Musings on the worlds of aviation, military and international affairs.
With reviews of books that cover these topics
The Great War in Fifteen Players
Stephen Cooper, The History Press, 2013
This book won Rugby Book of the Year last year, and I am not surprised. I am a bit late to it, mainly because it was a slightly-below-the-radar publication, and have read it because I am now doing a little research into this area. It is a tour de force – clearly heaps of research has been done, and the result is a very dense but readable account of WW1 through the eyes of some talented young men.
Rugby in the Edwardian era was fed by the England’s public schools. The best rugby players have always showed a lot of fighting spirit (in the best possible sense), so it was inevitable that the Edwardian cohort would become officers in Kitchener’s Army. The book focuses on just one rugby club - Rosslyn Park in South West London. Over the full course of the war it sent more than 350 members to the front. c 84 never returned to the clubhouse when war was done A truly horrendous toll. As the Park, like my own club, was at the epicentre of English rugby at the time, and provided more than its fair share of internationals, the book inevitably spreads to a coverage of the impact of war on the sport in general.
Its structure is to give a profile of one player in each of the fifteen main chapters, arranged in the chronological order of their death. They have clearly been selected so as to enable Stephen Cooper to cover the gamut of British military activities. No Park member died whilst with the Royal Naval Air Service, so this arm escapes his pen.
Perhaps Cooper has chosen wisely, more likely the raw Park members that signed up in (mostly) youthful enthusiasm were simply a fine bunch of men. After a while with this book, one opens a new chapter with heavy heart, knowing that one will come to know a young man a little, one with whom it would be a pleasure to swap pints and tales at a club bar, with the sure knowledge that in a few pages his corpse will be propping up another CWGC headstone. Guy du Maurier is a case in point, a sensitive and sensible officer. I have copied a particularly heart-tugging letter about his family in my WW1 pages.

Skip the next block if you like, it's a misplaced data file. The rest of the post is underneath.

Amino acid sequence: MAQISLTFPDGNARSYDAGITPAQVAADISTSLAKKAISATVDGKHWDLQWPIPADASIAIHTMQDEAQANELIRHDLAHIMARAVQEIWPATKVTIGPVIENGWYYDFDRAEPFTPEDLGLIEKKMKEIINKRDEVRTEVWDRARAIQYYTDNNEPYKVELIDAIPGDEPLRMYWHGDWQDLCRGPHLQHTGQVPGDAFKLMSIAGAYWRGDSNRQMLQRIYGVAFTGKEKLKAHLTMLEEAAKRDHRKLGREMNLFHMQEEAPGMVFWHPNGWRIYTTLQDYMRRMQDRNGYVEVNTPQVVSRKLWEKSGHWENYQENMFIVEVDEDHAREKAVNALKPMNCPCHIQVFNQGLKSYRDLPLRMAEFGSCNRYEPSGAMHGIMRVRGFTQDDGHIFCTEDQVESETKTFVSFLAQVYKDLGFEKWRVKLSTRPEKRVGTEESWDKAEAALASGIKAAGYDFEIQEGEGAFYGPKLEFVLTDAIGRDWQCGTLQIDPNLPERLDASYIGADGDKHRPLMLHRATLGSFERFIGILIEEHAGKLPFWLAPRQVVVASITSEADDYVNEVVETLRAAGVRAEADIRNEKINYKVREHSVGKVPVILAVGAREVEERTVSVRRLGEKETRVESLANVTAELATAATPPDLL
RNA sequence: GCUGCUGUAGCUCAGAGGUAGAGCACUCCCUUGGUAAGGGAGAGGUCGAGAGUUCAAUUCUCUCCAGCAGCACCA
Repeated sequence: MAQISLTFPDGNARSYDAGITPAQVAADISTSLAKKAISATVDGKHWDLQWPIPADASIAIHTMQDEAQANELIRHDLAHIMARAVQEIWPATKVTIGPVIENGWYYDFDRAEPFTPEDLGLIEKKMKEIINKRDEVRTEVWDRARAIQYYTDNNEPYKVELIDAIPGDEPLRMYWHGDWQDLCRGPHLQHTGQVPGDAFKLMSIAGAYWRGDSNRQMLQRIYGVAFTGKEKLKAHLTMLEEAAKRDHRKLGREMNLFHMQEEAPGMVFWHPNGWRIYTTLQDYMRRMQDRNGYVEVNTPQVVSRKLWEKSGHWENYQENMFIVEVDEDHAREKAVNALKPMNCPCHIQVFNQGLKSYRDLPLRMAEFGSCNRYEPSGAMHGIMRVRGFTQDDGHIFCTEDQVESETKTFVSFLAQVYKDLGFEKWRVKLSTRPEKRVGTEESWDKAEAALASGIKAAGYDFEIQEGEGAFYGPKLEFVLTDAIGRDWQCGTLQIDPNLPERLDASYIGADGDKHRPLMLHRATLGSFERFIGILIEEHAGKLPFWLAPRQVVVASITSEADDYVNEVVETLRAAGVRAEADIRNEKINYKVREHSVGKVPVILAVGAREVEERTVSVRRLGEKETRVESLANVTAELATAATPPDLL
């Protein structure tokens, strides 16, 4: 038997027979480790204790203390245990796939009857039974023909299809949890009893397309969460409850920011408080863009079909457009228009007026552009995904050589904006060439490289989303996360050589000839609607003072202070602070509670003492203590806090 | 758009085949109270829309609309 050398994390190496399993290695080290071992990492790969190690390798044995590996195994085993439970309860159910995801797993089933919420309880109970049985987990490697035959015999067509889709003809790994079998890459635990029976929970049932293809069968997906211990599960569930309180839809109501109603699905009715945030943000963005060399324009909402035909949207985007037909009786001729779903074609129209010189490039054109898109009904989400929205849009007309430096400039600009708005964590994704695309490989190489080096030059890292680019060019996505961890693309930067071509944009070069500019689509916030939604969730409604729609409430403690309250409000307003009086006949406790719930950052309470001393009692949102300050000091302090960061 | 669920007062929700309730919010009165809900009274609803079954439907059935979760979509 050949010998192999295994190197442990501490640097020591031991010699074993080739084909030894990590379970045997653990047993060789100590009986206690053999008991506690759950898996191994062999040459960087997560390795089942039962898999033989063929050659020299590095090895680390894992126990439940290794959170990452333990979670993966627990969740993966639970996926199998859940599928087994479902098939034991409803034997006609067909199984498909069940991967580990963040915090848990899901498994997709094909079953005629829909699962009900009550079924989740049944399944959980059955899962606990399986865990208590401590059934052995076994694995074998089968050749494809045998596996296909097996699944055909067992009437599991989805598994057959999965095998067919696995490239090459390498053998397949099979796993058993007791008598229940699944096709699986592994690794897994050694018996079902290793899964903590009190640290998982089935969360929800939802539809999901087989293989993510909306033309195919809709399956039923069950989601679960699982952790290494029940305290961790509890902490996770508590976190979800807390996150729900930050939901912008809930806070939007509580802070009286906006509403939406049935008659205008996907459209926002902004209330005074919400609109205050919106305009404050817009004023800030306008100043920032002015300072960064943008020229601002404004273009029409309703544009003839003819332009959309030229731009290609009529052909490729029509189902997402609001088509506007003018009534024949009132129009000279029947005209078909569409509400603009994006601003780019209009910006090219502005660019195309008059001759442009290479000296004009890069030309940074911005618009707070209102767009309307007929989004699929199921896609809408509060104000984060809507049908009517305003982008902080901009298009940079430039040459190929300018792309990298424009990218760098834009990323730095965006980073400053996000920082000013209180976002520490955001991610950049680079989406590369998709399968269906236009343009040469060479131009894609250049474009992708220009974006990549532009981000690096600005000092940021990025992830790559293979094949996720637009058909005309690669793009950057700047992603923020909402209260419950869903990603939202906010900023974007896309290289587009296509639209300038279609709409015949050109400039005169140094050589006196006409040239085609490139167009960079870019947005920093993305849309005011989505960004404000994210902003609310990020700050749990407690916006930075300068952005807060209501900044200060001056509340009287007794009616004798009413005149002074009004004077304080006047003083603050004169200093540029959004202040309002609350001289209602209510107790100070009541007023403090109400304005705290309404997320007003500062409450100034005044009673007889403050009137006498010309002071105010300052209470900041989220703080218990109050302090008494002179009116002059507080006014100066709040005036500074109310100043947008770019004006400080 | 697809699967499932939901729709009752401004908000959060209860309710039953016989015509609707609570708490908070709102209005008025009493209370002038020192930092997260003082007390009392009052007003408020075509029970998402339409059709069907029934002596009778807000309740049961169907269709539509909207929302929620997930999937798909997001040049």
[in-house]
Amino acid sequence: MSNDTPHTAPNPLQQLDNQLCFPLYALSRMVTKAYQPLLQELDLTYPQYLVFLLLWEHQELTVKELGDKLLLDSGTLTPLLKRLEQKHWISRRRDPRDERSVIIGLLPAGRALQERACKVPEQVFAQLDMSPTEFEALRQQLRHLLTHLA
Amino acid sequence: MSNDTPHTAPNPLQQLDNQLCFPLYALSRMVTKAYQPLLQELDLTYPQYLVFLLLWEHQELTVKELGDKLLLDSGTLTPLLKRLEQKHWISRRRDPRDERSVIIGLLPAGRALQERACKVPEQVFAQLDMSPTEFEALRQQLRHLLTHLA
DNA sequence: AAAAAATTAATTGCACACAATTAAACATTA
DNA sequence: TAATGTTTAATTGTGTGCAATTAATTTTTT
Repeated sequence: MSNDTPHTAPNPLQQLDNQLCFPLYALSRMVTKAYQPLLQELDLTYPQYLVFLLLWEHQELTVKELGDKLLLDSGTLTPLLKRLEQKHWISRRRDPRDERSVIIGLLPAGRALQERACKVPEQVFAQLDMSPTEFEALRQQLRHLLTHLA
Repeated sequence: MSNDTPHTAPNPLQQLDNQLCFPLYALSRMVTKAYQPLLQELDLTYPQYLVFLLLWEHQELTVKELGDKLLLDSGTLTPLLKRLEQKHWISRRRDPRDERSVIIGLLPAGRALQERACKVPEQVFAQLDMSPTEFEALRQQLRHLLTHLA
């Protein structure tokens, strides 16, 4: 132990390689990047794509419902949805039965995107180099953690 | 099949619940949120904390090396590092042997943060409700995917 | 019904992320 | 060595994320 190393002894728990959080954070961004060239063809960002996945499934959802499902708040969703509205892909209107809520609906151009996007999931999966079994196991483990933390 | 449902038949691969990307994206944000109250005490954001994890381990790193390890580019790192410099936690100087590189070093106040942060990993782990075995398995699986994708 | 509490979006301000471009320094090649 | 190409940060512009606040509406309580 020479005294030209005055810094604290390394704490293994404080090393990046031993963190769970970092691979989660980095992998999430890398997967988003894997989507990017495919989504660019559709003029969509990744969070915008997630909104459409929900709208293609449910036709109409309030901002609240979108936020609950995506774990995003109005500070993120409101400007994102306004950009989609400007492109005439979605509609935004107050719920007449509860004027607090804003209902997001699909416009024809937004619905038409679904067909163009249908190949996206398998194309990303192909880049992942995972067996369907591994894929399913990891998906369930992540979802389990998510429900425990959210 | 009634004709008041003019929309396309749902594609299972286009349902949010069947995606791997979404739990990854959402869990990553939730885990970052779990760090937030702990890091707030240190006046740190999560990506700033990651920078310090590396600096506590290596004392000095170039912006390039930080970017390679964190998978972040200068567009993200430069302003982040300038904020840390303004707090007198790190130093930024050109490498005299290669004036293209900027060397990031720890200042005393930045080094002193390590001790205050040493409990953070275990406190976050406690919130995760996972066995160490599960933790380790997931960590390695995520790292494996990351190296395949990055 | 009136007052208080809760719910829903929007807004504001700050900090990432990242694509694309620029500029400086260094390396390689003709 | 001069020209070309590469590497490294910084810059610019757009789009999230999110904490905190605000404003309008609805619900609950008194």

The best chapters are those where the author has had access to a number of personal family letters to flesh out the character of a man who would soon write his last epistle. One such is that of Alec Findlater Todd (who after Park, but before the war, went on to play for my club, Blackheath). More poignant still the 29 year-old Captain married in 1902; his courtship is endearing. He died near Hill 60 at Ypres in 1915.
Another soul whose passing seems such a waste is that of Nowell Oxland; a gifted poet, he again features in my WW1 pages. Like the much better known Rupert Brooke he was sent on Churchill’s ignoble expedition to the Dardanelles, and died (alongside other club members) in Suvla Bay. Oxland describes the hell of Gallipoli searingly well. The country makes an unwelcome return in the chapter on the 1917 death of one Wilfred Jesson, where artillery fire was deliberately brought down on our own men. One wonders how anyone returned with both limbs and sanity intact.
Throughout the book statistics are mentioned casually which are quite jaw-dropping. One Park player, Jimmy Dingle, was both a pupil and later a teacher at Durham school. Although only of 90 pupils in size, it lost 98 (young) old boys in the conflict. Another killer stat: on July 1 1916 (the first day of the Somme), the British Army lost more men than it did in the Crimea, Boer and Korean Wars combined.
If the book falters, it is when Cooper tries to paint too broad a canvas, and enlighten the reader on most major aspects of the war. Thus before a Park player becomes a “tankie”, we are treated to an exhaustive introduction to the genesis of the battle tank, and their first use on operations. Superfluous, I feel, to many of the book’s readers, and it takes away from a focus on the personalities. On another occasion Cooper riffs into a dissertation on pre-war cricket.
The chapter on Guy Pinfield deals with the very important topic of shell-shock (PTSD), and details General Haig’s unflinching order for the death penalty for one 2nd Lt Eric Skeffington-Poole. The futility of much of Britain’s military endeavours was highlighted by the death of Arthur Harrison, who became one of several posthumous VCs won in the attempt to blockade Zeebrugge harbour. He was clearly an all-action hero of the kind that used to be the centrepiece of boy’s magazines.
By book’s end the reader can be in no doubt that Park, and the rest of England’s rugby clubs, had done more than their fair share of providing men (for the most part junior officers) to satisfy the insatiable hunger of Kitchener’s Army. The Final Whistle is very well researched, the result a granularity at times over-bearing. A sombre tome, it could not have done a better job in accounting for the human cost of this inhuman conflict.